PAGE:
After getting shut down on the initial CNR attempt, I was skeptical and hesitant yet intrigued to sign up for a second attempt. I knew the previous retreat was circumstantial and I really wanted to experience this climb. It was, afterall, claimed to be one of the top 50 classic climbs in America (Steve Roper and Allen Steck).
My friend, Luke, was spearheading the effort and was completely obsessed with another opportunity. Apparently this climb was high on his list to achieve for the year. I agreed to reconsider and set two weekends as options for late August. As luck would have it, a friend from Las Vegas, Jack, was spending time in Squamish and was coming into town with a few extra days to spend climbing locally. Coincidentally, a weather window opened that same weekend and Luke was eager to arrange another attempt. I was able to persuade Jack to join me though neither of us had done anything in the Alpine at this scale before. We had, however, climbed together quite a bit and done some adventurous outings. With Jack’s trad experience and our strong rapport, the summit odds (barring anything unusual) would be near certain.
Our plan was to take the full weekend to summit, including spending the night there to capture photos and time lapse footage. (Luke wanted more mountain-scape footage for his movie project that he’s working on.) Despite being faster on the hike this go and getting our systems down after the lower ridge, we didn’t bivy on the summit as planned and ended up sleeping at ~7300 ft just beneath the notch leading to the upper ridge. The next day, we summited with a bit of daylight left to make it most of the way down the Cascadian Couloir before dark. Overall, we were slower than we thought we would be and therefore did not have a lot of time for pics. Still, I think Luke captured some impressive shots, see his writeup on Cascade Climbers or check out his blog.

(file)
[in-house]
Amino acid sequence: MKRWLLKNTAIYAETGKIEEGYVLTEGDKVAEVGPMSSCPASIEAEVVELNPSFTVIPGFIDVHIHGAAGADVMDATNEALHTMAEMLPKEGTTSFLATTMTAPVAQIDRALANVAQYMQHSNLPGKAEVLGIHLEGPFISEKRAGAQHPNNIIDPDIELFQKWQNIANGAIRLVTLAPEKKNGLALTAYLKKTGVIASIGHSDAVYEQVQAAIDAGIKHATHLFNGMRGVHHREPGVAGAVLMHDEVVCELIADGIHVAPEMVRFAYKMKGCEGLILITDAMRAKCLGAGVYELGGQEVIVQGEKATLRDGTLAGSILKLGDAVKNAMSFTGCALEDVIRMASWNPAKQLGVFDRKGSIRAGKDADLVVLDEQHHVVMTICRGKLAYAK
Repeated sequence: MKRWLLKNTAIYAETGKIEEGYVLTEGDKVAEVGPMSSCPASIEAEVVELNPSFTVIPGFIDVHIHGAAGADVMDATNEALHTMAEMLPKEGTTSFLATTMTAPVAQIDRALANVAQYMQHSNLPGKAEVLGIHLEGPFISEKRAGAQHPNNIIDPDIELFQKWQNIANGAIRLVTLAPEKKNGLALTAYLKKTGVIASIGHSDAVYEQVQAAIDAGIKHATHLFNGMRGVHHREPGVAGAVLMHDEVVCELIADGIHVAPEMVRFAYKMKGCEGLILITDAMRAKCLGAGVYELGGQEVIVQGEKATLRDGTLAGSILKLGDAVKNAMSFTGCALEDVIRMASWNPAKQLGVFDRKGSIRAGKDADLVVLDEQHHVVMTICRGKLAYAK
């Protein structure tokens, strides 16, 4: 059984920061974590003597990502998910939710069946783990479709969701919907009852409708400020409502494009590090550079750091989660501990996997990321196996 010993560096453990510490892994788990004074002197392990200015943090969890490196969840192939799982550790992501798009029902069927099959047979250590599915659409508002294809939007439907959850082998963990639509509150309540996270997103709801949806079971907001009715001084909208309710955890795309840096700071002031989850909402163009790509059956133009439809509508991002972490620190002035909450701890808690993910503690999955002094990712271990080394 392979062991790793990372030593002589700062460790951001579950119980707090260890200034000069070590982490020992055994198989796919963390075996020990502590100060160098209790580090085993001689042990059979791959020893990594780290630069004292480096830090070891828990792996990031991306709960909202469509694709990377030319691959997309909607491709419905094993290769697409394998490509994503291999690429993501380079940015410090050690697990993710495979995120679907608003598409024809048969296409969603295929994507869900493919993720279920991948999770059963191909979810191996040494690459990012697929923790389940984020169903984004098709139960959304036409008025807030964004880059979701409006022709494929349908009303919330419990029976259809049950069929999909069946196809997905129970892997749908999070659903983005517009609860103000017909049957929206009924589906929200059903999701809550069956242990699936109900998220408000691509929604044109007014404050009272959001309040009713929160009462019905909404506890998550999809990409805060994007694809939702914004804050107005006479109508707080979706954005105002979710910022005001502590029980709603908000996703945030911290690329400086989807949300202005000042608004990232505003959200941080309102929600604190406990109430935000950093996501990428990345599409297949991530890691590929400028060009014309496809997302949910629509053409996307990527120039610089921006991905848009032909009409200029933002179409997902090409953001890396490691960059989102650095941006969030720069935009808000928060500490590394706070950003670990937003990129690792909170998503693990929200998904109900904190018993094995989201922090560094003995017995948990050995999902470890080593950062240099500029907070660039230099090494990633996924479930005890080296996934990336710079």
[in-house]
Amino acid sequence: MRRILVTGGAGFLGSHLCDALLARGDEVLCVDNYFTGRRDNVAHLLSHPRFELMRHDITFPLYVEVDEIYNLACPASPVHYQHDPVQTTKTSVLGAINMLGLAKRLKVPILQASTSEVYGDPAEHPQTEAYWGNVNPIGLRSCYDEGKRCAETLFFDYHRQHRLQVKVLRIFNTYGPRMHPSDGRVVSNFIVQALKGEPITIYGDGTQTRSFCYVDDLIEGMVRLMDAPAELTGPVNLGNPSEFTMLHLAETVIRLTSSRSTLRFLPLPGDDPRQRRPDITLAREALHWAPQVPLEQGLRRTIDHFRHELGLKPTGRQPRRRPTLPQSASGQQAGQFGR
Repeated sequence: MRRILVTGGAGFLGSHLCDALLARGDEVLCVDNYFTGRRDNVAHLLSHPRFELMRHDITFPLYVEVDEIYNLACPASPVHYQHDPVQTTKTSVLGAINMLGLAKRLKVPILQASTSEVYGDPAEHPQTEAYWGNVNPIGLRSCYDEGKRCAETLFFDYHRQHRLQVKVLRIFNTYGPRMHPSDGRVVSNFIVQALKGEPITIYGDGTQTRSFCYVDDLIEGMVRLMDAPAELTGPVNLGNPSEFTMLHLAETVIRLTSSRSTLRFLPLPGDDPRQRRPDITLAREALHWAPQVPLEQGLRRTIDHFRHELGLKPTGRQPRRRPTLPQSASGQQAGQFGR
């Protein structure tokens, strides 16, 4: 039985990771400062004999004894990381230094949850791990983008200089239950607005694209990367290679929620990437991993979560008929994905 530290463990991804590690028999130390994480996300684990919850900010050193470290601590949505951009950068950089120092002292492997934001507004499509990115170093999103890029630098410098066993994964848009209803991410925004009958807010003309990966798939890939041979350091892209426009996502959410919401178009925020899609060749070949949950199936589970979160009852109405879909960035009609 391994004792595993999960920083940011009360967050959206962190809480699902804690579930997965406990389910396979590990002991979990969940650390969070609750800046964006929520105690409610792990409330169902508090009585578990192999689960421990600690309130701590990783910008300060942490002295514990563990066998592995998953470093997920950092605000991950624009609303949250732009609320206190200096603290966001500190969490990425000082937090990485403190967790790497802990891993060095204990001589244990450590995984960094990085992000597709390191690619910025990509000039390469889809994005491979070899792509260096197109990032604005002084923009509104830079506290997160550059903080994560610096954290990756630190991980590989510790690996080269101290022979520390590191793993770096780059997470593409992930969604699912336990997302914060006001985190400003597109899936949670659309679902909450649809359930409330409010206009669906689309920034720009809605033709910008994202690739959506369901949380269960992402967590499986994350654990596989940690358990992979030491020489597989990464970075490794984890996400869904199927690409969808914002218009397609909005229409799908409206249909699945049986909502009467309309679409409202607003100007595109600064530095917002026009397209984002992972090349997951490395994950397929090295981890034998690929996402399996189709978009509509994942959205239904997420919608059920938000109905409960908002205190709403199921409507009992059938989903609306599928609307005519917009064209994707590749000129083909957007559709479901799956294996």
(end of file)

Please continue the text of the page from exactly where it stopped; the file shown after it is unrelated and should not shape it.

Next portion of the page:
Also on the original plan was that Jack and I would swap leads. After the first few actual pitches on the lower ridge, it was clear that to optimize for time, Jack should take the helm and lead the team for the rest of the summit attempt. Luke would bring up the middle and I would clean and come behind. This system worked well, especially on the 2nd day. There were some surprises on the route that made me grateful Jack was in the lead. He is fearless and bold whereas I’m more cautious and hesitant, esp in unfamiliar territory. Jack did an impressive job route finding, protecting the team on the simul climbs that turned into pitched out climbs and bravely tackled terrain with his backpack that I would have been terrified to lead and attempt to place gear at the same time, esp on the lower 5.9+ pitch.
On the approach, Jack for the first time experienced crampons and an ice tool to navigate some glacier ice. There was a stretch that we had to cross where rock fall had been seen periodically flying down. This was super scary because by the time the rocks made it as far down as we were, they had gained momentum and speed. We crossed the ice gingerly while trying to rapidly escape the line of fire. Fortunately, only small stones periodically hailed down around us, which turned out to be nothing serious. We escaped unscathed and that was a huge relief.
Navigating to the base of the start of the lower ridge took some time and while we had made good time on the approach, we lost a lot in this search. As we were making our way to what we thought was the start of the climb, we heard this large rumbling, like jets coming to pass through. All of a sudden we see this huge ice mass cascading down the ice cliff gulley. It was impressively large and seemed to run on forever. While we continued our navigation and as we continued our climb up the lower ridge, we continued to witness the ice cliff fractures in various scales avalanching beside us. The power behind these avalanches was impressive that I tried to capture some on video.
After ascending the 5.9+ pitch the continuous run of avalanches became less audible to stopping for the night only to pick right back up by mid-morning the following day.